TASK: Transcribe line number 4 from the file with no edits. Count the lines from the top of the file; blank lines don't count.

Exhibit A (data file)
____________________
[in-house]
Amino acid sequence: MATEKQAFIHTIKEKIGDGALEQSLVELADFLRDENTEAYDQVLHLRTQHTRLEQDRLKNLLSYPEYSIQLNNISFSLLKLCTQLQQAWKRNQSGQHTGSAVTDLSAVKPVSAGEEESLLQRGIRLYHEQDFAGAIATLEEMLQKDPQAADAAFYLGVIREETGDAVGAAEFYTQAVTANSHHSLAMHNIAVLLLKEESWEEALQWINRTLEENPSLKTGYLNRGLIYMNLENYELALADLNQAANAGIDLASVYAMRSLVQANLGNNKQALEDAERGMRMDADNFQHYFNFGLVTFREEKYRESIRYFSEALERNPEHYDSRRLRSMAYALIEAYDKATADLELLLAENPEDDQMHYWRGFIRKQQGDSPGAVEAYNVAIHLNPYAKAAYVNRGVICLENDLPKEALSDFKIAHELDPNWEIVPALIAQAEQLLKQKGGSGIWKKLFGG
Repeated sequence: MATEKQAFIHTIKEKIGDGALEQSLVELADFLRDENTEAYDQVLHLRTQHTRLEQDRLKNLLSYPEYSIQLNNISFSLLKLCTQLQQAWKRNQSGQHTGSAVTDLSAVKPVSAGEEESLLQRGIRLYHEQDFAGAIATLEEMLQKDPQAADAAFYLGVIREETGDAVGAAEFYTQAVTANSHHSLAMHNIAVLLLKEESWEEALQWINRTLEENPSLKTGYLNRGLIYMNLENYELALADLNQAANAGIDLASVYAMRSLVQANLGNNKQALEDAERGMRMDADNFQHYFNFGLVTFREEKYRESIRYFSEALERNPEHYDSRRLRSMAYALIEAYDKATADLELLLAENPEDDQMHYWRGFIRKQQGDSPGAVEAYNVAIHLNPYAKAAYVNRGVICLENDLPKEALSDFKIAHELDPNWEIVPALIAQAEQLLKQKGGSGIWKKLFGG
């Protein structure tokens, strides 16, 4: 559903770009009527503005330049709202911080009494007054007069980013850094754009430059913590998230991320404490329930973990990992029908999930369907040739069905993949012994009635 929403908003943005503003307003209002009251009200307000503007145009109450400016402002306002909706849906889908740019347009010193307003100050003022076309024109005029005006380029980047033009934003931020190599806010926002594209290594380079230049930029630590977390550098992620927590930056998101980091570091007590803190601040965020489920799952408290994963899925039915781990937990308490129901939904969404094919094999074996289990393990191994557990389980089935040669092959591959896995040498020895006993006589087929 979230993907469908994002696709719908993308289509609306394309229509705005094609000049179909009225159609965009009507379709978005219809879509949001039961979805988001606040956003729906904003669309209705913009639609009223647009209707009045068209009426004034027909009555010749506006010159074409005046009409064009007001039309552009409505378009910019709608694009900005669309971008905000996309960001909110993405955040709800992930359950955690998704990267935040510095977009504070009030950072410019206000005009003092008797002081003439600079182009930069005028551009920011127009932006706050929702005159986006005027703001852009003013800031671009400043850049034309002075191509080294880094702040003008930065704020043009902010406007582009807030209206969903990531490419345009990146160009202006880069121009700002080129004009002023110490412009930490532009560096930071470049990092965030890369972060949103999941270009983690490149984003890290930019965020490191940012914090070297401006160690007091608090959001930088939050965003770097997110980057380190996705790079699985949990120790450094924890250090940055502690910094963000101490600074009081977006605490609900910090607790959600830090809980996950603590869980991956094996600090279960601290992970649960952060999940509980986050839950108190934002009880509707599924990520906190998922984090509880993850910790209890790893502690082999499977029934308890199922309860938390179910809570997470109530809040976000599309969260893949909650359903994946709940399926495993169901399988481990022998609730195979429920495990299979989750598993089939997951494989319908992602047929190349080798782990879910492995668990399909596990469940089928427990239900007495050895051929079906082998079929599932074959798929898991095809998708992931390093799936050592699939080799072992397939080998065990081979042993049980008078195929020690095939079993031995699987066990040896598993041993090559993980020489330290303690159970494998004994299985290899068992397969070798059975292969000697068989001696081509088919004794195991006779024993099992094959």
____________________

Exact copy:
């Protein structure tokens, strides 16, 4: 559903770009009527503005330049709202911080009494007054007069980013850094754009430059913590998230991320404490329930973990990992029908999930369907040739069905993949012994009635 929403908003943005503003307003209002009251009200307000503007145009109450400016402002306002909706849906889908740019347009010193307003100050003022076309024109005029005006380029980047033009934003931020190599806010926002594209290594380079230049930029630590977390550098992620927590930056998101980091570091007590803190601040965020489920799952408290994963899925039915781990937990308490129901939904969404094919094999074996289990393990191994557990389980089935040669092959591959896995040498020895006993006589087929 979230993907469908994002696709719908993308289509609306394309229509705005094609000049179909009225159609965009009507379709978005219809879509949001039961979805988001606040956003729906904003669309209705913009639609009223647009209707009045068209009426004034027909009555010749506006010159074409005046009409064009007001039309552009409505378009910019709608694009900005669309971008905000996309960001909110993405955040709800992930359950955690998704990267935040510095977009504070009030950072410019206000005009003092008797002081003439600079182009930069005028551009920011127009932006706050929702005159986006005027703001852009003013800031671009400043850049034309002075191509080294880094702040003008930065704020043009902010406007582009807030209206969903990531490419345009990146160009202006880069121009700002080129004009002023110490412009930490532009560096930071470049990092965030890369972060949103999941270009983690490149984003890290930019965020490191940012914090070297401006160690007091608090959001930088939050965003770097997110980057380190996705790079699985949990120790450094924890250090940055502690910094963000101490600074009081977006605490609900910090607790959600830090809980996950603590869980991956094996600090279960601290992970649960952060999940509980986050839950108190934002009880509707599924990520906190998922984090509880993850910790209890790893502690082999499977029934308890199922309860938390179910809570997470109530809040976000599309969260893949909650359903994946709940399926495993169901399988481990022998609730195979429920495990299979989750598993089939997951494989319908992602047929190349080798782990879910492995668990399909596990469940089928427990239900007495050895051929079906082998079929599932074959798929898991095809998708992931390093799936050592699939080799072992397939080998065990081979042993049980008078195929020690095939079993031995699987066990040896598993041993090559993980020489330290303690159970494998004994299985290899068992397969070798059975292969000697068989001696081509088919004794195991006779024993099992094959």